"The Acer Aspire 5 is an ultra-cheap laptop and it feels like one."

  • Comfortable keyboard and touchpad

  • Thin and light

  • Good choice of ports

  • The battery life is poor

  • Feels cheap and pliable

Windows laptops under $ 500 are usually sad, low-performing devices. But the Acer Aspire 5 has always been an exception.

Last year's model, which was only $ 400, combined impressive performance in terms of price, battery life, and build quality to make it the best budget laptop you could buy.

Acer has a new model this year, but this time I'm testing a more expensive $ 550 version. The configuration includes a Core i5-1035G1 instead of a Core i3, 8 GB of RAM versus 4 GB, and a 256 GB solid-state drive (SSD) instead of just 128 GB. The same $ 400 configuration is still available, as is an option for AMD's Ryzen 4000 CPUs.

Time did not stand still. I've been reviewing some excellent budget laptops lately and the pressure on the Aspire 5 has increased. Does the new model keep its high status or has it fallen behind?


As before, the Acer Aspire 5 is mainly made of plastic. The aluminum lid supposedly adds stiffness, but there's still a lot of room for improvement. The lid is still very flexible and can easily be bent in the middle with light pressure. The keyboard deck has some yields that aren't that outrageous, and the bottom of the case also yields to light pressure. It's not uncommon to see laptops at this price point, like the all-plastic Dell Inspiron 14 5000 I recently reviewed for $ 650.

However, other devices like the Lenovo Yoga C640, Lenovo Flex 5 14, and Acer Swift 3 all cost the same price as the Aspire 5 I'm reviewing – although they are 13- and 14-inch laptops, and we don't have them seen a superior 15-inch budget laptop – but they offer much better build quality. With the Aspire 5 starting price at $ 400, that's not that big of a deal, but with only about $ 50 separating the models, the difference in build quality becomes a bigger issue.


There's no bling to speak of, which is good on a plastic laptop.

The aesthetics of the Acer Aspire 5 are okay for the price, at least in the silver color I tested. There's no bling to speak of, though that's not a bad thing on a plastic laptop. Too much counterfeit chrome can make a laptop look cheap if there are no authentic materials to secure it. The Aspire 5 is also available in red and black, which are more visually appealing and offer a little more interest.

One advantage of the Asprie 5, however, is its size. It's not thick for a budget 15-inch 0.71-inch laptop. At 3.97 pounds, it's not overly heavy either. That's in his favor. The display bezels may be narrow on the sides, but the top bezel is quite large by modern standards and the chin is just big, period. That gives the laptop more width and depth than more premium laptops – no surprise, but it has to be said.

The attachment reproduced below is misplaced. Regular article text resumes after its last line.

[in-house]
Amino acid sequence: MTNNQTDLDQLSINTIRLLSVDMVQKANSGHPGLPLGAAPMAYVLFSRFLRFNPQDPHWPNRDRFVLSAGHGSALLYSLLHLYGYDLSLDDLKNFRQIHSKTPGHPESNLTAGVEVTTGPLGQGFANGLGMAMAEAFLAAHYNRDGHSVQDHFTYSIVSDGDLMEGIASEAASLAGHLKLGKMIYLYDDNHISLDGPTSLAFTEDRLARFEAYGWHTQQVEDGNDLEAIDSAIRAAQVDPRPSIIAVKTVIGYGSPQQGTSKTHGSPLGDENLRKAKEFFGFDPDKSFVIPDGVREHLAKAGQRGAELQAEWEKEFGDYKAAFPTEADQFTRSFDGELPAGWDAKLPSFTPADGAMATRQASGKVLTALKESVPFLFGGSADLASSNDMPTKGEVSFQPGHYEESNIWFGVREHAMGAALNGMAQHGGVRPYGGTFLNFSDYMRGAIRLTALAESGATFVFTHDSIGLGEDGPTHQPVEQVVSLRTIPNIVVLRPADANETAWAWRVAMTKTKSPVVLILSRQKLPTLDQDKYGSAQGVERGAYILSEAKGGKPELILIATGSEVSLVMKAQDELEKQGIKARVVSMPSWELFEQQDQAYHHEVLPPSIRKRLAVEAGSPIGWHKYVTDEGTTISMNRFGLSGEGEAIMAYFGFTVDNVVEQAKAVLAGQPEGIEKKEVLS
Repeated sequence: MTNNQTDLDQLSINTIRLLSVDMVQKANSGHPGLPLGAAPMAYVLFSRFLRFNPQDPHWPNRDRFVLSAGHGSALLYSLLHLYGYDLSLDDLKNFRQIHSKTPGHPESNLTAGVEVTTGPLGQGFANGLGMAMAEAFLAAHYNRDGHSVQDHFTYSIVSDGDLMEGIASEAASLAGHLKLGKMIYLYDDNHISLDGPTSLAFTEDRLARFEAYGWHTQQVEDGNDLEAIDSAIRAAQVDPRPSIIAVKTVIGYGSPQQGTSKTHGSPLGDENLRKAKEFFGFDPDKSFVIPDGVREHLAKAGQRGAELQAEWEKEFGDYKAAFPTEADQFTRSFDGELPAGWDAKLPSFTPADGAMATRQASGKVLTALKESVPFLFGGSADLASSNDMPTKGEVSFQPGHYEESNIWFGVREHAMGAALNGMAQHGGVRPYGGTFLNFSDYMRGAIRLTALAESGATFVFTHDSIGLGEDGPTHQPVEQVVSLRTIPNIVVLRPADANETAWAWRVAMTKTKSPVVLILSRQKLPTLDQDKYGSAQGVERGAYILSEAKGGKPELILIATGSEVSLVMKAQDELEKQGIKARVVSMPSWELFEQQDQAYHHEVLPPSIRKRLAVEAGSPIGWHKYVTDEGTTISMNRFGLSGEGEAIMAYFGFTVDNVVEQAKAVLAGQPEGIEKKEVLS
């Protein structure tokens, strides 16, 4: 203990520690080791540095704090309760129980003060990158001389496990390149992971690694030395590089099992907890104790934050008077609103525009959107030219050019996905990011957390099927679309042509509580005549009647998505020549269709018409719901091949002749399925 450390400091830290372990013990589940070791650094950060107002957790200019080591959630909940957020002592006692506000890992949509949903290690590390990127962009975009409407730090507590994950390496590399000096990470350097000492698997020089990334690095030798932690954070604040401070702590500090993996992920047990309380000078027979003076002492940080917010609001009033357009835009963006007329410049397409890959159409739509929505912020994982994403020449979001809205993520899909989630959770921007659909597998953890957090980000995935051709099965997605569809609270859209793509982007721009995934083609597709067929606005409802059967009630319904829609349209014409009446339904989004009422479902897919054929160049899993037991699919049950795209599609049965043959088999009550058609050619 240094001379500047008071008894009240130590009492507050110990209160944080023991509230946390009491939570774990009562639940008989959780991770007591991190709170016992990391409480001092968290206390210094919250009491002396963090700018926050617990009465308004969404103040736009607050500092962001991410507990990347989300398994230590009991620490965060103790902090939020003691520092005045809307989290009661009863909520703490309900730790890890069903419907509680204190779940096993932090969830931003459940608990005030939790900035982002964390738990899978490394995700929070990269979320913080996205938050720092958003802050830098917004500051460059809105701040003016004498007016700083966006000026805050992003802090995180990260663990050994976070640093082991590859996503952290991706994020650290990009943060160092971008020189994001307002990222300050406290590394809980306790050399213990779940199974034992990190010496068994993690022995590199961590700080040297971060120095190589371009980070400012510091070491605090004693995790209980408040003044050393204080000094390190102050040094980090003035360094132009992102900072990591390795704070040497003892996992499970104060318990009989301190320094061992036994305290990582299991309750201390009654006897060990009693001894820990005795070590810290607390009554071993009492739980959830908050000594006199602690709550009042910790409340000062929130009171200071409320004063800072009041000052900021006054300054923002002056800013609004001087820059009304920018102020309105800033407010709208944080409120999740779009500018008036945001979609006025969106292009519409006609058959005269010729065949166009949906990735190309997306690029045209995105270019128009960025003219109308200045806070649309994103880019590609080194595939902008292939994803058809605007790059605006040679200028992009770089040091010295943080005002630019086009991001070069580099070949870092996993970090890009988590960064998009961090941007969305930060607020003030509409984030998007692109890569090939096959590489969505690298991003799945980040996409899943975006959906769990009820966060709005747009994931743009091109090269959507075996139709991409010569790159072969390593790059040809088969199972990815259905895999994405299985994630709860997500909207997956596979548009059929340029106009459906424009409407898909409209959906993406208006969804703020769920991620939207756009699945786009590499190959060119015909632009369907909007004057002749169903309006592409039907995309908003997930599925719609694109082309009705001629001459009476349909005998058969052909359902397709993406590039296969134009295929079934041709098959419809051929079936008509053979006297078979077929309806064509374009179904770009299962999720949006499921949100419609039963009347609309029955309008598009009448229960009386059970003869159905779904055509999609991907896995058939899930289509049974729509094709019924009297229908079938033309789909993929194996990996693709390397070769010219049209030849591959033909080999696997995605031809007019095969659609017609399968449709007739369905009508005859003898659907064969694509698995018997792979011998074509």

Connectivity is a strength. You get a USB-C Gen 1 port (not Thunderbolt 3, which is unsurprising at this price point), two USB-A 3.1 ports, a USB-A 2.0 port, an HDMI 2.0 port with HDCP support, and an RJ-45 Ethernet connector. With the Aspire 5, you don't need many dongles.

The wireless connectivity is up to date with Wi-Fi 6 on board and Bluetooth 5.0.


The Core i5-1035G1 in my review unit is a mediocre performer and is best for basic productivity, web browsing, multimedia consumption, and the like. They are the latest quad-core processors from Intel and are standard on portable laptops like this one. However, as I ran the Aspire 5 through our benchmark suite, it became clear that Acer's implementation is a bit slower than average here.

In Geekbench 5, for example, the Aspire 5 achieved 1.1129 points in the single-core test and 2.899 points in the multi-core test. This is a step behind the 1,169 and 3,197 points found on the Dell Inspiron 14 5000, and even further behind the 1,215 and 3,615 points managed by the Intel-based Acer Swift 3. Note that the Lenovo Flex 5 14 for $ 600 with an AMD Ryzen 5 4500U CPU scored 1,096 and 4,543 points, demonstrating AMD's new dominance in this price range. That's what you get with two additional cores.

It's not a speed demon, but the Aspire 5 is fast enough for its intended purpose.

The same was true for our more realistic test, which used Handbrake to encode a 420MB video as H.265. The Aspire 5 took a little more than five minutes to complete the test, while the Inspiron 14 finished almost 30 seconds earlier and the Spin 3 was almost a minute faster. The AMD-powered Flex 5 14 finished in less than three minutes and blew the rest of the field.

The Aspire 5 is fast enough for its intended purpose and certainly faster than the previous year's model with a dual-core Core i3. It's not a speed demon, however, and that's why you'll want to keep your expectations in check.

It also uses Intel's lowest UHD graphics so all but the lightest games are out of the question. Other laptops with 10th Gen Intel Core i5 processors have faster Iris Plus graphics, but Acer went for the cheaper option. If you want a faster (and more expensive) laptop but otherwise like the Aspire 5, consider the AMD Ryzen 4000 versions – you get much better performance.


I called last year's Aspire 5 display "better than budget". Nowadays that description feels less appropriate.

The 2020 Aspire 5 has a very similar touchless display to the last one. The brightness was 243 nits versus 238 nits, and the color gamut was equally narrow at 64% sRGB (versus 62%) and 47% AdobeRGB (versus 46%). Color accuracy was also close to 2.49 versus 2.42, and gamma was almost equally dark at 2.6 versus 2.7 (2.2 is perfect). The only significant difference was in contrast to where the 2020 Aspire 5 only managed 720: 1 while the earlier model got a much better 890: 1.